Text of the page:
Quick Tip #12: Choosing Saws (Get Woodworking Week 2012)

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7 thoughts on “Quick Tip #12: Choosing Saws (Get Woodworking Week 2012)

  1. Thanks Bob, even with a few saws already this is great information (and definitely would have changed how I chose those first few saws).

  2. What a coincidence…I was just searching for what saws I should get first, came here to look at some older episodes, and here I get a brand new one!

    I’m a new woodworking (currently read “tool collector”), so thanks Bob!

  3. Great video and advice Bob. I am glad that you mentioned how to measure the saw plate rather than just going by height as it is far more a function of arm length not overall body height. Shannon Rogers and Chris Schwarz both have very long arms to go with their 6’4″ frames but seem to lean towards 28″ saws despite being 8″ taller than you.
    Thanks for the video.

  4. I love that I am not the only 5’6″ person out there working with hand tools. Usually its ok, but I my full-size Disston can hit the floor when working on the sawbench, and I am tempted to try a dovetail saw with a smaller tote. Great video as always.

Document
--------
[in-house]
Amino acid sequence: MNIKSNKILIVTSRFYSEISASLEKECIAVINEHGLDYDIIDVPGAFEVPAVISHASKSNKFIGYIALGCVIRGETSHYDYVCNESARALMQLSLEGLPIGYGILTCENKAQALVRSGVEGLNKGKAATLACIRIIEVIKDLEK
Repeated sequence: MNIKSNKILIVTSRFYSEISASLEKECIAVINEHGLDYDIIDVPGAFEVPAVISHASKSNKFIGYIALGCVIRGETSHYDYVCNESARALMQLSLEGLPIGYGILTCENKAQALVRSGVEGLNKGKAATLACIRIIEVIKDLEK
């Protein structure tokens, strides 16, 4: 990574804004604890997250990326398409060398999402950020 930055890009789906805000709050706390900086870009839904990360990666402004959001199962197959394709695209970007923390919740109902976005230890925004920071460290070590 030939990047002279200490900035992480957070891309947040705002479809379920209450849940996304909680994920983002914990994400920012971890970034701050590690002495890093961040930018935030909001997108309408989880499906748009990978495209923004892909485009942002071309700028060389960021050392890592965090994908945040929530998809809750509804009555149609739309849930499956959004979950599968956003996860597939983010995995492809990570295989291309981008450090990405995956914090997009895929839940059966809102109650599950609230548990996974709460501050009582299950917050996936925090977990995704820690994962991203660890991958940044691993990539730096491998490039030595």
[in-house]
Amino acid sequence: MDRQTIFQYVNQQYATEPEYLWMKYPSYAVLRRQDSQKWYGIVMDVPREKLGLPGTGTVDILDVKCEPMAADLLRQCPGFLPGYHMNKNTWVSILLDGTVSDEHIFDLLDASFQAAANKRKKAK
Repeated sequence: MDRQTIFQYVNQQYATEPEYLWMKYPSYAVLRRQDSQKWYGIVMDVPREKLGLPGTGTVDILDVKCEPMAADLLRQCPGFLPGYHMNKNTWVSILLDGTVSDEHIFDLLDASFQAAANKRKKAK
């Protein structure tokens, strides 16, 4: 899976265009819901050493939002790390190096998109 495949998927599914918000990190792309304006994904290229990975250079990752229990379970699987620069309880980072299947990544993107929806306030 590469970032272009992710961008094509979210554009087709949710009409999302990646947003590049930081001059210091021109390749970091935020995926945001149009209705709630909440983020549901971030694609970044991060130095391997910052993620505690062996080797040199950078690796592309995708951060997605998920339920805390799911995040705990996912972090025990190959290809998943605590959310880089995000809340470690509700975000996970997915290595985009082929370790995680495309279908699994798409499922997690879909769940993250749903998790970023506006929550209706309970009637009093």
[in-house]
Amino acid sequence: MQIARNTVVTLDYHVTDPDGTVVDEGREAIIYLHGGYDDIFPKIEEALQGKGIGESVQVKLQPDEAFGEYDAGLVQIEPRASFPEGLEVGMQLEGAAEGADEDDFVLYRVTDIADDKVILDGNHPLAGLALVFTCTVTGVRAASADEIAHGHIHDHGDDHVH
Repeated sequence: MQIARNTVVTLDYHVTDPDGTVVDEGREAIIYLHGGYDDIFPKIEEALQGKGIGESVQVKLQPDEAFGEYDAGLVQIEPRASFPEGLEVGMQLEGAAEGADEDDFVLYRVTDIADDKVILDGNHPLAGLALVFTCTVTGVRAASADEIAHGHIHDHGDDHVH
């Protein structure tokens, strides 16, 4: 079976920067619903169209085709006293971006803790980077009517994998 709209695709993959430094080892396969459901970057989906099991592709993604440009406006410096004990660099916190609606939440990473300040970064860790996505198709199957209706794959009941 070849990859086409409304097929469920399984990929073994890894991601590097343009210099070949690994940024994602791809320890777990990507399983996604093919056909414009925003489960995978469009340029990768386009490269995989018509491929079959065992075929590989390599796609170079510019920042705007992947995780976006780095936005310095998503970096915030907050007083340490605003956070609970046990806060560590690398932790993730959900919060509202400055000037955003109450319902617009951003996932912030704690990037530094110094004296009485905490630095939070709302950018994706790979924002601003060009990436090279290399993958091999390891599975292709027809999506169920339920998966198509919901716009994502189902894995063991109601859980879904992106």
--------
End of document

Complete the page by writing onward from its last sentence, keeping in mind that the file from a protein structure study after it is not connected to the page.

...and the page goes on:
5. Bob,
    A wonderful summary of beginning saws-thanks! I have a 10 tpi tenon saw filed for ripping. I wondering if a 12 tpi would leave smoother tenon faces and be easier to saw to the line. Your thoughts would be appreciated. Mark

    • Smoother cheeks? Probably, depending on the filing of the two. Easier to saw to a line? Not likely. I was able to saw a 1/16″ thick piece of veneer to the line with my 2-1/3 TPI frame saw at my club meeting last week. Sawing to the line is just something that takes practice and good form. Check out the Mechanics of Sawing podcast if you haven’t already. Then use your saws as much as possible and think about the mechanics when you saw. If you really want to improve your ability to saw to the line with your joinery saws, pick up a long crosscut saw or rip saw and do more of your rough sawing by hand (if you aren’t already). I’m really convinced that doing more sawing with the big saws helps tremendously with the joinery cuts. Try to be as accurate as you can with the rough cuts and your finish cuts will improve as a result.

      I sometimes make a game out of it. If I need to rip a board, I’ll try to rip it as perfectly as possible, then see how many strokes it takes with the try plane to clean up and true the saw cut. Try for as few plane swipes as possible. Same for “rough” crosscuts.

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